Gary J. Shipley is a writer and philosopher based in the UK. He has published in international, peer-reviewed philosophy journals, including Analysis, Mind, and Anthropology and Philosophy. He is also the author of five novels currently under consideration with various publishers.
David Hoenigman: What projects are you currently working on?
Gary J. Shipley: A book of philosophy entitled Contrivances: On Lacunae, Abstracta and Quasi-Materials. In it I focus on my three main areas of philosophical research: personal identity, ethics/metaethics, and aesthetics. A lot of the themes I investigate in my philosophical work are also present in my fiction, although the methods I employ to illuminate them are often very different.
DH: Can you explain some of these methods?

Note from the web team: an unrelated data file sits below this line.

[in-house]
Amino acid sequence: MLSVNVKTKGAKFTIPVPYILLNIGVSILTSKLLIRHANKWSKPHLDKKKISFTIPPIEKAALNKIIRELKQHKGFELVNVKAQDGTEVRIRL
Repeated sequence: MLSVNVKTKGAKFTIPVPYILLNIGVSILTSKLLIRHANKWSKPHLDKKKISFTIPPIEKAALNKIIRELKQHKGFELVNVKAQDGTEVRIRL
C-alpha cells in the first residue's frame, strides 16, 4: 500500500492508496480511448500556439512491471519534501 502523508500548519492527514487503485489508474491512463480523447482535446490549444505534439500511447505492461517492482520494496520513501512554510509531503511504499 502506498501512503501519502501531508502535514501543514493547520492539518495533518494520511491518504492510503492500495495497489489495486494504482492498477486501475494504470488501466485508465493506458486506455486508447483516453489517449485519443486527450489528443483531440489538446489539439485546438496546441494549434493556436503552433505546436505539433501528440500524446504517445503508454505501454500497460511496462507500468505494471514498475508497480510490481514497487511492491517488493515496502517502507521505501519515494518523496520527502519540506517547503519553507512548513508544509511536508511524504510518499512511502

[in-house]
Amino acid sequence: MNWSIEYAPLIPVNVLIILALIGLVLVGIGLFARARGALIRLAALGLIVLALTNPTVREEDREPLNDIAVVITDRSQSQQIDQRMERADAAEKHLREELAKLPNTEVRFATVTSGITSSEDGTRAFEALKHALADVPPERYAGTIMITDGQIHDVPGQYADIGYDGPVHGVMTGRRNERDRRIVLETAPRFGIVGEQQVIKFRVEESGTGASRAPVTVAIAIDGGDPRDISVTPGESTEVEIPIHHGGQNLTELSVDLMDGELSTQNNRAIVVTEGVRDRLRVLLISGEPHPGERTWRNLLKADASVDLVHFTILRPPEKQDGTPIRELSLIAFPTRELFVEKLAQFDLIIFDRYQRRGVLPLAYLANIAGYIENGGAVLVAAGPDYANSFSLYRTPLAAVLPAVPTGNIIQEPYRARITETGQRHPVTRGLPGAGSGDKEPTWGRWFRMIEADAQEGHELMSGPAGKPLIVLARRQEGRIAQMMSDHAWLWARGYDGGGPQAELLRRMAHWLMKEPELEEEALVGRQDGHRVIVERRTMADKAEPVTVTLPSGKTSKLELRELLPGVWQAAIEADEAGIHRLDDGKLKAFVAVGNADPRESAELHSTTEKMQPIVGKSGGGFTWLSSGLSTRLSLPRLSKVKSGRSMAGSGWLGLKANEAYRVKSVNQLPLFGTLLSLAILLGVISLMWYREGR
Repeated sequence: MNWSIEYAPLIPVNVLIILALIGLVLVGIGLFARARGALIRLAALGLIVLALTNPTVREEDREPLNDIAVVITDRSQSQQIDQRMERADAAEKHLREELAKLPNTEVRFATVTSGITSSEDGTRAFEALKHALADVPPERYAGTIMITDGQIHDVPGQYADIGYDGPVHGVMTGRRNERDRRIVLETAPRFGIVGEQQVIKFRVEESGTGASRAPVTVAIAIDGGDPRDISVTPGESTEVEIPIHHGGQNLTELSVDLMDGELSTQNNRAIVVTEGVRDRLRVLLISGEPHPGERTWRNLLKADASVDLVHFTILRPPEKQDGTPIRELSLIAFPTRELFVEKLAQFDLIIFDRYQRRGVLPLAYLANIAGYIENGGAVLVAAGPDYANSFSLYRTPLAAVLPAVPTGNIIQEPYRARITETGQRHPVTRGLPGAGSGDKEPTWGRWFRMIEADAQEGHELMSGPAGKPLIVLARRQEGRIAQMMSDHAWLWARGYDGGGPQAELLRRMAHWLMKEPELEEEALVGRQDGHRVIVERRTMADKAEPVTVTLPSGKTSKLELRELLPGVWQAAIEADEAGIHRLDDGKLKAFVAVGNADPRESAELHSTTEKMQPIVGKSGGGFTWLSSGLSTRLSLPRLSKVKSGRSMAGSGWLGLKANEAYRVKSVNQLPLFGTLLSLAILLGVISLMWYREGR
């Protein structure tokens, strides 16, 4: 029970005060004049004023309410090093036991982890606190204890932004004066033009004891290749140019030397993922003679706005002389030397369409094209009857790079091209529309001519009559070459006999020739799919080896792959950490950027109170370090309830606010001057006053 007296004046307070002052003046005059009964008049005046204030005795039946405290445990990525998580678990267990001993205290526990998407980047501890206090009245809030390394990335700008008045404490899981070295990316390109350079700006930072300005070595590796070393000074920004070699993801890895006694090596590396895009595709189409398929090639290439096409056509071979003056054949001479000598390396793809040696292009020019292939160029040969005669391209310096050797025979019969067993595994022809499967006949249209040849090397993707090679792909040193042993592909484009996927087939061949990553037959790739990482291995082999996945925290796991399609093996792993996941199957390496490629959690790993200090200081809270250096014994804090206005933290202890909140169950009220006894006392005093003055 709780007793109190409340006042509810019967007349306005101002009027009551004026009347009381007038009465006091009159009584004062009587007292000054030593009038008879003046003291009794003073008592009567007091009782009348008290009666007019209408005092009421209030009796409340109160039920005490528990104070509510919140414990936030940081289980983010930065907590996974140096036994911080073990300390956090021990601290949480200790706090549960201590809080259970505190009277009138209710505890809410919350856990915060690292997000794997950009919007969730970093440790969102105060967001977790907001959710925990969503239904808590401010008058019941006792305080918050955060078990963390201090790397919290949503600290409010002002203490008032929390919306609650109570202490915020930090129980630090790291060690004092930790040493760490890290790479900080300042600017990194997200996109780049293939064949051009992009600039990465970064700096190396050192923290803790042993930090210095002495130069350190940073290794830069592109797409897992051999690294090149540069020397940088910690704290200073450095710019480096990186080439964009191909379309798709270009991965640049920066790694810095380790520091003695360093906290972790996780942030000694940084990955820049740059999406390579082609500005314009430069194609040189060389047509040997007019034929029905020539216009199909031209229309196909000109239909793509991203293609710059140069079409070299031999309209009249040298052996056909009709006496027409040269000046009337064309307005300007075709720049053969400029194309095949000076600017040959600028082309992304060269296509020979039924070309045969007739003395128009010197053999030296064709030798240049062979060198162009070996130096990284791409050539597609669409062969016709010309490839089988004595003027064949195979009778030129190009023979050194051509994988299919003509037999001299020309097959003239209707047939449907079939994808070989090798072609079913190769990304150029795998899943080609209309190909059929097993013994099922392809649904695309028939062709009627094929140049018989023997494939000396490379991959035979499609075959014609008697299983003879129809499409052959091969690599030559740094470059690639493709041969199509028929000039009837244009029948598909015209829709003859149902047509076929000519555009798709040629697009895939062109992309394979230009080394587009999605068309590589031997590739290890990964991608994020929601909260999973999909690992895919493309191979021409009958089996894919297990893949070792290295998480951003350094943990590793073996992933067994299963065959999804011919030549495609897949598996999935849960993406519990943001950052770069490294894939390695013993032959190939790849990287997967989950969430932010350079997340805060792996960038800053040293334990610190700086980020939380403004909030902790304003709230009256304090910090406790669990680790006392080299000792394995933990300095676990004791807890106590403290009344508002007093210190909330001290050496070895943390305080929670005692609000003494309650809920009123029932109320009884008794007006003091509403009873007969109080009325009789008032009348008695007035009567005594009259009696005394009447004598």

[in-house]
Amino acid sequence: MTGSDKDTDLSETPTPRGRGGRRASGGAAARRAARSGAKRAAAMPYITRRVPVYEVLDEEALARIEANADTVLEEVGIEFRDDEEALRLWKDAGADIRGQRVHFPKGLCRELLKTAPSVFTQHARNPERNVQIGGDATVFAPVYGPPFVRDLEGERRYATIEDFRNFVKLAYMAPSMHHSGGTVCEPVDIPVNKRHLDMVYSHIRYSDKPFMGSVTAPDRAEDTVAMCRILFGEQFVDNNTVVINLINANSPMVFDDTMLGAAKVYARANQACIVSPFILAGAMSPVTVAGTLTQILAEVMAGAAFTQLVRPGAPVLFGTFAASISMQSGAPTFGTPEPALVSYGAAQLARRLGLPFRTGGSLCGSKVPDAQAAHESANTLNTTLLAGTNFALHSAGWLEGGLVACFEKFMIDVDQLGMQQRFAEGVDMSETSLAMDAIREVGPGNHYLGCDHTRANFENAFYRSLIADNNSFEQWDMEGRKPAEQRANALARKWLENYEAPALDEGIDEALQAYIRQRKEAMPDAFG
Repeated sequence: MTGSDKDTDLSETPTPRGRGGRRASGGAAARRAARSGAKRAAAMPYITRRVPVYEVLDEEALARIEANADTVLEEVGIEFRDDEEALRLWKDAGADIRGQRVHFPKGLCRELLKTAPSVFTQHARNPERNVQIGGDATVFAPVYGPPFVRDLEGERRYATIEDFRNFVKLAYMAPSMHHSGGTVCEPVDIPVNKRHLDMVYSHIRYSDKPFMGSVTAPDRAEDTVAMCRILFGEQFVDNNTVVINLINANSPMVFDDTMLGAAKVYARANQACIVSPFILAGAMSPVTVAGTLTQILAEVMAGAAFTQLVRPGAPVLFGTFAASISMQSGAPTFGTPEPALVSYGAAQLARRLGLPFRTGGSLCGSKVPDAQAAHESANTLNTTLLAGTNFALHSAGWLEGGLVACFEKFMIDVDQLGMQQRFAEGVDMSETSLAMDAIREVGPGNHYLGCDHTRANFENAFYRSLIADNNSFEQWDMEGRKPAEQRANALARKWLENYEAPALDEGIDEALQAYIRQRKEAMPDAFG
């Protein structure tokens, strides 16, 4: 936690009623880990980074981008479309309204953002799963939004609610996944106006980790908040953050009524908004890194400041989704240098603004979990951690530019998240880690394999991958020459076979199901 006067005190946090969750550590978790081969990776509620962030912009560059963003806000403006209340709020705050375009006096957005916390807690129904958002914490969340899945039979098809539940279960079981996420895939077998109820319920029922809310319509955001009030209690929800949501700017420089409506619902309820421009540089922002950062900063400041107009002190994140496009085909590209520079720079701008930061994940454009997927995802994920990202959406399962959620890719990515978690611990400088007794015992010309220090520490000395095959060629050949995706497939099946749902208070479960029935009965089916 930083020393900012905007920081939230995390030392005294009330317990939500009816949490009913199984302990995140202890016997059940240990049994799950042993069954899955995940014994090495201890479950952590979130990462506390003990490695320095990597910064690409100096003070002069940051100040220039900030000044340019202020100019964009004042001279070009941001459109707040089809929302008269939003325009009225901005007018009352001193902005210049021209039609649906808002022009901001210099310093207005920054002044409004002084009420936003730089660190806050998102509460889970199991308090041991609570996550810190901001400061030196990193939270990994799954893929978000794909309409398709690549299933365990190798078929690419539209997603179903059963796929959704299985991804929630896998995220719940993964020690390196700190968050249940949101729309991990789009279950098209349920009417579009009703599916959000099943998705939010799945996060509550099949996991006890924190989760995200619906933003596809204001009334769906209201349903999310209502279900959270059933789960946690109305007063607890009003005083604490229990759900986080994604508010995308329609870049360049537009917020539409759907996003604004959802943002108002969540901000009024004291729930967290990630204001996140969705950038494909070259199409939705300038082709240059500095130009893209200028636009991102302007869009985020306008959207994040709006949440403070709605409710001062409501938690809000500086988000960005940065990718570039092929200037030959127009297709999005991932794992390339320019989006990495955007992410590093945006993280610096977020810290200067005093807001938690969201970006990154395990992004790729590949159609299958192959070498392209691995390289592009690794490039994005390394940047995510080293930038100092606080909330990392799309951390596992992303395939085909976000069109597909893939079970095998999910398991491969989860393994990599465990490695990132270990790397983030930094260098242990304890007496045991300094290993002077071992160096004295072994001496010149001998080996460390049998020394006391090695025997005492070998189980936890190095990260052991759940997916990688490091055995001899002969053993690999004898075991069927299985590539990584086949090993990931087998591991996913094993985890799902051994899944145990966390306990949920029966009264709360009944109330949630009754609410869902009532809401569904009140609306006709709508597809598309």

GS: In my philosophical work the idea is to make everything as transparent as possible, to arrive at solid conclusions. While writing philosophy I am first and foremost in the service of reason and empirical data. But sometimes (more and more frequently) I feel that there is more to be said, or if not said shown, and that whatever it is that needs to be said or shown isn’t susceptible to transparency in the same way, if at all. Fiction, for me, then, is like an extended thought experiment, but a thought experiment in which style and form are as much themes as they are expositional tools. In short, the difference is that between explaining and showing – which is not to say that there can be no overlap.
DH: Who or what has influenced your writing?
GS: A love of solitude and the study of philosophy.
DH: How has your environment/upbringing colored your writing?